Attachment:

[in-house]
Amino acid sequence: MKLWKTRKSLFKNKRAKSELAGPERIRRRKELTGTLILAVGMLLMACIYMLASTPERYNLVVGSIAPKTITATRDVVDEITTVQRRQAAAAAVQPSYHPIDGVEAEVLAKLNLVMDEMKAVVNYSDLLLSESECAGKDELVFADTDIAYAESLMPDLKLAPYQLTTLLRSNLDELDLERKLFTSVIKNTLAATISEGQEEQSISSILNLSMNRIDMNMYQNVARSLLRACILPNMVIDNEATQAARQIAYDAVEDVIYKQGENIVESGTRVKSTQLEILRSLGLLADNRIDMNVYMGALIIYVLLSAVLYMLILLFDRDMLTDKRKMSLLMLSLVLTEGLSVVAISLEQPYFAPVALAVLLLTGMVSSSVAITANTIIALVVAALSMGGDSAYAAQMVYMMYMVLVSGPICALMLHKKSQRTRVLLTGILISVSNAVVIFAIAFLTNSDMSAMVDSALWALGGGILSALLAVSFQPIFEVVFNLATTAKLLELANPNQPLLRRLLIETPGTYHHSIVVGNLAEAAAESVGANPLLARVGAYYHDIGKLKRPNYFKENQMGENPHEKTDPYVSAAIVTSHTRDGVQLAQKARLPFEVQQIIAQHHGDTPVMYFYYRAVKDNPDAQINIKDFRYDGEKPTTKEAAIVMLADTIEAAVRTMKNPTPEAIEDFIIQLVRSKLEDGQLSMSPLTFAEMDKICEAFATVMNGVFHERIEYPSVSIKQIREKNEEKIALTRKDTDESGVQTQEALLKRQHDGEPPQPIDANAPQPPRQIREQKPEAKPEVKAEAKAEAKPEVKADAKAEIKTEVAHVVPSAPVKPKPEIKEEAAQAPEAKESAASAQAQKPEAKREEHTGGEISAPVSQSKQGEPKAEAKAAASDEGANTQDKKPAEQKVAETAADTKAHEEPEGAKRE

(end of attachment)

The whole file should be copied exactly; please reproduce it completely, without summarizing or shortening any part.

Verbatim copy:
[in-house]
Amino acid sequence: MKLWKTRKSLFKNKRAKSELAGPERIRRRKELTGTLILAVGMLLMACIYMLASTPERYNLVVGSIAPKTITATRDVVDEITTVQRRQAAAAAVQPSYHPIDGVEAEVLAKLNLVMDEMKAVVNYSDLLLSESECAGKDELVFADTDIAYAESLMPDLKLAPYQLTTLLRSNLDELDLERKLFTSVIKNTLAATISEGQEEQSISSILNLSMNRIDMNMYQNVARSLLRACILPNMVIDNEATQAARQIAYDAVEDVIYKQGENIVESGTRVKSTQLEILRSLGLLADNRIDMNVYMGALIIYVLLSAVLYMLILLFDRDMLTDKRKMSLLMLSLVLTEGLSVVAISLEQPYFAPVALAVLLLTGMVSSSVAITANTIIALVVAALSMGGDSAYAAQMVYMMYMVLVSGPICALMLHKKSQRTRVLLTGILISVSNAVVIFAIAFLTNSDMSAMVDSALWALGGGILSALLAVSFQPIFEVVFNLATTAKLLELANPNQPLLRRLLIETPGTYHHSIVVGNLAEAAAESVGANPLLARVGAYYHDIGKLKRPNYFKENQMGENPHEKTDPYVSAAIVTSHTRDGVQLAQKARLPFEVQQIIAQHHGDTPVMYFYYRAVKDNPDAQINIKDFRYDGEKPTTKEAAIVMLADTIEAAVRTMKNPTPEAIEDFIIQLVRSKLEDGQLSMSPLTFAEMDKICEAFATVMNGVFHERIEYPSVSIKQIREKNEEKIALTRKDTDESGVQTQEALLKRQHDGEPPQPIDANAPQPPRQIREQKPEAKPEVKAEAKAEAKPEVKADAKAEIKTEVAHVVPSAPVKPKPEIKEEAAQAPEAKESAASAQAQKPEAKREEHTGGEISAPVSQSKQGEPKAEAKAAASDEGANTQDKKPAEQKVAETAADTKAHEEPEGAKRE